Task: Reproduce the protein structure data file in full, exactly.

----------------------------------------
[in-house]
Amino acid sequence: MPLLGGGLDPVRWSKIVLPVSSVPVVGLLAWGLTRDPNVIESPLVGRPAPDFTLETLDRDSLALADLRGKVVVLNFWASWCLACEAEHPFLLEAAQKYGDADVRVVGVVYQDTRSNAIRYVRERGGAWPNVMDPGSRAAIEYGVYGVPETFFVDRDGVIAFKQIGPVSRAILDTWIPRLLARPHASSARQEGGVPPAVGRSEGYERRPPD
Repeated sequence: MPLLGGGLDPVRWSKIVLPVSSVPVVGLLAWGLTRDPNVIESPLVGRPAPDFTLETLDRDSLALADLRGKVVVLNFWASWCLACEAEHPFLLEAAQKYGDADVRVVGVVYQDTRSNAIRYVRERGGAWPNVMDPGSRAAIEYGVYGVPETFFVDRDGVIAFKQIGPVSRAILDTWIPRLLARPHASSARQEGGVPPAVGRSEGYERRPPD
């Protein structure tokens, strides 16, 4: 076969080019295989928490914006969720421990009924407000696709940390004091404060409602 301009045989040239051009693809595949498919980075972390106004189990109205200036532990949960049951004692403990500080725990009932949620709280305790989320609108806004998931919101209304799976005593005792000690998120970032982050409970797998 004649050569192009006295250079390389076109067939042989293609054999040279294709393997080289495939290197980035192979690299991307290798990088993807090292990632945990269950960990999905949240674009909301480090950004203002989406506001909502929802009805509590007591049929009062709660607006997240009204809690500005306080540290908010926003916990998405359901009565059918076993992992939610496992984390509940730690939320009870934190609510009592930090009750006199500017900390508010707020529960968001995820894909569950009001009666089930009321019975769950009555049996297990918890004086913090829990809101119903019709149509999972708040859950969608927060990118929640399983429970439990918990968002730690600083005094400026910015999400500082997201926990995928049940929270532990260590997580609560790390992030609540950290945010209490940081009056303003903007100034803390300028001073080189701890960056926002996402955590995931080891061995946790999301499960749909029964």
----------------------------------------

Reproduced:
[in-house]
Amino acid sequence: MPLLGGGLDPVRWSKIVLPVSSVPVVGLLAWGLTRDPNVIESPLVGRPAPDFTLETLDRDSLALADLRGKVVVLNFWASWCLACEAEHPFLLEAAQKYGDADVRVVGVVYQDTRSNAIRYVRERGGAWPNVMDPGSRAAIEYGVYGVPETFFVDRDGVIAFKQIGPVSRAILDTWIPRLLARPHASSARQEGGVPPAVGRSEGYERRPPD
Repeated sequence: MPLLGGGLDPVRWSKIVLPVSSVPVVGLLAWGLTRDPNVIESPLVGRPAPDFTLETLDRDSLALADLRGKVVVLNFWASWCLACEAEHPFLLEAAQKYGDADVRVVGVVYQDTRSNAIRYVRERGGAWPNVMDPGSRAAIEYGVYGVPETFFVDRDGVIAFKQIGPVSRAILDTWIPRLLARPHASSARQEGGVPPAVGRSEGYERRPPD
């Protein structure tokens, strides 16, 4: 076969080019295989928490914006969720421990009924407000696709940390004091404060409602 301009045989040239051009693809595949498919980075972390106004189990109205200036532990949960049951004692403990500080725990009932949620709280305790989320609108806004998931919101209304799976005593005792000690998120970032982050409970797998 004649050569192009006295250079390389076109067939042989293609054999040279294709393997080289495939290197980035192979690299991307290798990088993807090292990632945990269950960990999905949240674009909301480090950004203002989406506001909502929802009805509590007591049929009062709660607006997240009204809690500005306080540290908010926003916990998405359901009565059918076993992992939610496992984390509940730690939320009870934190609510009592930090009750006199500017900390508010707020529960968001995820894909569950009001009666089930009321019975769950009555049996297990918890004086913090829990809101119903019709149509999972708040859950969608927060990118929640399983429970439990918990968002730690600083005094400026910015999400500082997201926990995928049940929270532990260590997580609560790390992030609540950290945010209490940081009056303003903007100034803390300028001073080189701890960056926002996402955590995931080891061995946790999301499960749909029964």